Developing intimate friendships in childhood is important, given the critical role friendships play in social and personal identity, social support, and physical and psychological well-being. Studies show healthy relationships can suppress levels of cortisol (a stress hormone) during stressful times, limit the toll hardship takes on our health, ward off mental health issues and help us avoid risky behaviors. Moreover, a longitudinal study out of Harvard has shown that what keeps us happy and healthy throughout life is not fame or money, but close relationships.
Parents are instrumental in teaching children how to make friends and maintain relationships. One study followed children ages five to ten and discovered those children whose mothers helped them learn how to manage negative emotions were more likely to have positive friendships at age ten than peers whose mothers did not provide this support.
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Adults and children who continue to nurture friendships through shared moments, cocreated memories, and live interactions can create deep relationships that withstand the test of time.
Consider the following strategies to help kids build relationships:
- Make Time: Since parents dictate the schedule outside of school, it’s important to set aside time for your children to spend time with friends, as well. Encourage older children to invite a friend or two over to your house. For younger children, reach out to the parents of your children’s classmates so you can proactively schedule play dates.
- Show Appreciation: Teach children to appreciate others by making it a regular habit to communicate to loved ones how important they are to you.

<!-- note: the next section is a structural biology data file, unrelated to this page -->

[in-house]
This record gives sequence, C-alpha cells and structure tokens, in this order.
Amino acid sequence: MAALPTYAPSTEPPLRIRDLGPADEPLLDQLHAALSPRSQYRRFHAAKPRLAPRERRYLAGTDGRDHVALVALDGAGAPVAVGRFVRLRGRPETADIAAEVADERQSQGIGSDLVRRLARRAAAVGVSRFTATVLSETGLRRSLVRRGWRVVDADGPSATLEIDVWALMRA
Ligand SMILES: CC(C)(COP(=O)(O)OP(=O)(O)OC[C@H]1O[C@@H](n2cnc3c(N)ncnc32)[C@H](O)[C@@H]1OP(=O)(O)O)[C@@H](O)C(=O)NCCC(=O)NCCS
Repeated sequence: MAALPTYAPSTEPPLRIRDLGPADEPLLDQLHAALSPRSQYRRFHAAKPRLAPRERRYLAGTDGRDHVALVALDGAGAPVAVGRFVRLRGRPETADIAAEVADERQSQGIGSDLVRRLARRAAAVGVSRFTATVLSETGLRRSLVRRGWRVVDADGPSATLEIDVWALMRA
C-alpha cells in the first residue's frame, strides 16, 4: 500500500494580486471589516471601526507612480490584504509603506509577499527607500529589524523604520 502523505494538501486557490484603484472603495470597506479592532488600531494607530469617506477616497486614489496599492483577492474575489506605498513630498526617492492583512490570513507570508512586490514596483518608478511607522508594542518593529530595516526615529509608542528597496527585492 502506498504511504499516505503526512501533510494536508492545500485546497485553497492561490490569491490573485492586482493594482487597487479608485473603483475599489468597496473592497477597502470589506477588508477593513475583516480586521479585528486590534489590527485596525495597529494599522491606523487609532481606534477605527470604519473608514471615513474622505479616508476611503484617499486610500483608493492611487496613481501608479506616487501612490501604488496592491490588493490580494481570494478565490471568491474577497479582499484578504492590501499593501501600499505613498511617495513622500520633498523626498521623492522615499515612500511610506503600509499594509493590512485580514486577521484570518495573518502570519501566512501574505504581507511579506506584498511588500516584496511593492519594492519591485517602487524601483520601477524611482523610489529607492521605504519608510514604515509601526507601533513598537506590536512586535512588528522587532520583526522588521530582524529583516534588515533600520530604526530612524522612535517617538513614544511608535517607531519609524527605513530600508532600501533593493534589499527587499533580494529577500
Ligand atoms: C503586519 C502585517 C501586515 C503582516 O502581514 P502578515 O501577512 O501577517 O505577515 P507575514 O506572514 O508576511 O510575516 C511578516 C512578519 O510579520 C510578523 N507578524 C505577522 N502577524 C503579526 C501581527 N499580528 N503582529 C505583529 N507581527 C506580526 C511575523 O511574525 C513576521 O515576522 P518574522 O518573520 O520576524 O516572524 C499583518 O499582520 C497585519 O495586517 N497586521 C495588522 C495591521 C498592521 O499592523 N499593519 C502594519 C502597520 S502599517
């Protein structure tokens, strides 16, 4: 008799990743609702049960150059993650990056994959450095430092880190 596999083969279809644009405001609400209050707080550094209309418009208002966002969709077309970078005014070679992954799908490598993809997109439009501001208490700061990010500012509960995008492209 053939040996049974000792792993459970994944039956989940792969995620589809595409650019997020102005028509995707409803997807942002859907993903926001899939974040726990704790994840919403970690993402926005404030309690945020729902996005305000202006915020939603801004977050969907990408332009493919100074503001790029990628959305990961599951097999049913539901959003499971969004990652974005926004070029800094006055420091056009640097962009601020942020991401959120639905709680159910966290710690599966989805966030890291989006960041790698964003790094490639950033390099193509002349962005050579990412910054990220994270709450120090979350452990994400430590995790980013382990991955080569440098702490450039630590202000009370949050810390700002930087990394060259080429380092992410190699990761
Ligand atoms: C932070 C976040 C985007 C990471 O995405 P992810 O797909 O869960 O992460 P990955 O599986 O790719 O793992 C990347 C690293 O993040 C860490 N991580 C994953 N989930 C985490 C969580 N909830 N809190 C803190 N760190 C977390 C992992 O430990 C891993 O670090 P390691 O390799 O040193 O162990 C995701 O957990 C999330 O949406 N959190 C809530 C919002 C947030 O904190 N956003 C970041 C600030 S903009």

- Work It Out: Instead of stepping in to resolve conflicts for your children, give them the tools to work it out on their own. Four useful tools for moving through conflict include taking personal responsibility for your actions leading up to the conflict, listening to the emotions of others, finding common ground, and learning how to agree to disagree.
- Share with Others: Teach children to enjoy sharing by regularly sharing your favorite things with them, such as food, trinkets, and books, and discuss how it feels for both of you. Find opportunities for you and your family to share with people you care about or want to get to know better. Encourage your children to swap books, toys, or clothes with friends, too.
- Weed Out Negativity: Negative relationships can be taxing to your family’s emotional and physical health. Work to eliminate toxic relationships in your own life, and share honest, but age-appropriate explanations about relationships you choose to eliminate, and why. Talk with kids about the tenets of being a good friend and the importance of being respected in a friendship. Meet your children’s friends and inquire about their friendships so you can identify any unhealthy relationships and help your child move past them.
Now, it’s your turn: What do you do to help your children cultivate healthy relationships?